This is a dish that we always order whenever we eat Thai food anywhere but KK. That's because there are hardly any Thai restaurants in KK and the few that claim to be never have this dish on their menu. Wey, who doesn't like seafood, loves this dish after tasting it in Bangkok but that's because he only wants the fatty pork strips at the bottom of the pot.
I've made this dish several times but the flavor and taste somehow just didn't measure up to what I've tasted in Awana Hotel Singapore. Recently Wey asked for the dish again and I spent an hour searching for the recipe on the net, weeding out the ones that didn't read tasty enough. I finally settled on the recipe from here. I'm glad I did because the whole family gave two thumbs up for the dish. I've made some changes to the ingredients (used Maggi sauce as recommended by Appon, pounded the coriander stems into a paste for stronger flavor) but the biggest change is in the cooking of the crabs. Instead of frying the crabs in the clay pot, I stir-fried them separately in a wok because I find that unless you get your clay pot heated very well, the crabs don't get that stir-fried flavor. I think that's why many restaurants in Thailand use thin metal pans rather than clay pots for this dish. Frying the crabs also shrinks them so that they fit better into my clay pot.
This dish, btw, is called poo ob woon sen. Poo (that's right, poo, not phoo) is crabs in Thai, ob is to simmer and fry (sort of) and woon sen is glass noodles, so-called because they are clear as glass. Russell Peters was right. Asian languages are hilarious.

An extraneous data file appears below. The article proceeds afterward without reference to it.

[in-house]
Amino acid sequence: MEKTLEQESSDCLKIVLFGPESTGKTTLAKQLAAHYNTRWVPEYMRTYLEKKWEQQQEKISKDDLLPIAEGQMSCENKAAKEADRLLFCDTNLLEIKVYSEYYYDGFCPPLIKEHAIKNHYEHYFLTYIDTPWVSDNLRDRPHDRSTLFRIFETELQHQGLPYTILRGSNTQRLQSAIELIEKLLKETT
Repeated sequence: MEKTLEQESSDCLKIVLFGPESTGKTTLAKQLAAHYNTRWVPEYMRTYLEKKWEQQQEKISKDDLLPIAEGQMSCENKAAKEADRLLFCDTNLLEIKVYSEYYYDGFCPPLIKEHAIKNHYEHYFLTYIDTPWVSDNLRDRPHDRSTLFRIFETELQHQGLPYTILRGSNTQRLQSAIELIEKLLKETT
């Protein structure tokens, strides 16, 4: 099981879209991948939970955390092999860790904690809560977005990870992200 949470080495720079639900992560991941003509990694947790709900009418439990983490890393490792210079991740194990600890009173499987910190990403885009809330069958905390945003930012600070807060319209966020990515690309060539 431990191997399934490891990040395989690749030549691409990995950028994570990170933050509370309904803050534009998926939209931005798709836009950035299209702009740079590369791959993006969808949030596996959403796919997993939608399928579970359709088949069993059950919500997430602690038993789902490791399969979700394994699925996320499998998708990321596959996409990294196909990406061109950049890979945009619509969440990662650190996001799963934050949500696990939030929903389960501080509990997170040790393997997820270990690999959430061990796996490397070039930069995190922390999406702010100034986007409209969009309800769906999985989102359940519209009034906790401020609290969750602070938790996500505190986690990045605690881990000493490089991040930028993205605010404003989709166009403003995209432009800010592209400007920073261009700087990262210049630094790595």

Teamed with a soup, poo ob woon sen can make a substantial meal. Squeeze some lime juice and sprinkle on some bird's eyes chilies on the noodles and tackle the crabs with your fingers. Yum.
Clay Pot Crabs With Glass Noodles
1 kg live crabs (or lobster or prawns)
1 T butter
7 cloves garlic, peeled and sliced in half lengthwise
4 slices bacon
5 to 6 fresh whole coriander/cilantro plants, roots intact
3 slices ginger
1 t (1/2 t if you don't like the heat) white peppercorns, pounded coarsely
250 g glass noodles* (mung bean noodles), soaked in cold water at least 15 minutes
1 T light soy sauce
2 T fish sauce
2 1/2 cups chicken stock
3 T oyster sauce
1 T Maggi soy sauce
1 T fish sauce
2 t sesame oil
1 (or 2) t brandy or whiskey
1 1/2 t caster sugar
garnish: coriander leaves, spring onions and lime wedges
*get the type that doesn't break easily upon cooking. In KK, myXo Green Bean Vermicelli from wet markets is the best.
1. Mix all the stock ingredients in a bowl. Set aside. Separate the coriander into 3: the roots hairs, the main root and stems, and the leaves. Using a pestle and mortar, pound the main roots and stems into a paste. Scrub the crabs well, cut into big pieces, drain very well and toss with 1 T of the fish sauce.
2. Put the bacon into the unheated clay pot and then turn the heat on, medium low.
3. Meantime, heat up a wok or frying pan. Add the butter and fry the garlic until golden. Add the coriander root hairs, coriander stem-root paste, ginger and peppercorns and fry a couple of seconds before adding the crabs. Add 1/4 cup of water, 1 T light soy sauce and the remaining 1 T of fish sauce. Cover the wok and simmer a couple of minutes until crabs are cooked & the liquid has dried up. Transfer the crabs into the pot.
Alternatively, you can do step 3 in the clay pot. This is how it's normally done but I prefer to give the crabs a good fry to get a better flavor.
4. Add the glass noodles to the pot and pour the sauce over, stirring well to mix. Do not disturb the bacon though; leave them in the bottom of the pot. Cover and let simmer about 5 minutes. Taste and season. Switch off the heat. I find that this lets the noodles soak up the liquid and flavor better.
If you add the uncooked crabs to the clay pot, let it cook until it's almost done before adding the noodles.
5. When ready to serve, heat up the pot and add a little bit more stock or water if necessary. Garnish with coriander leaves and spring onions.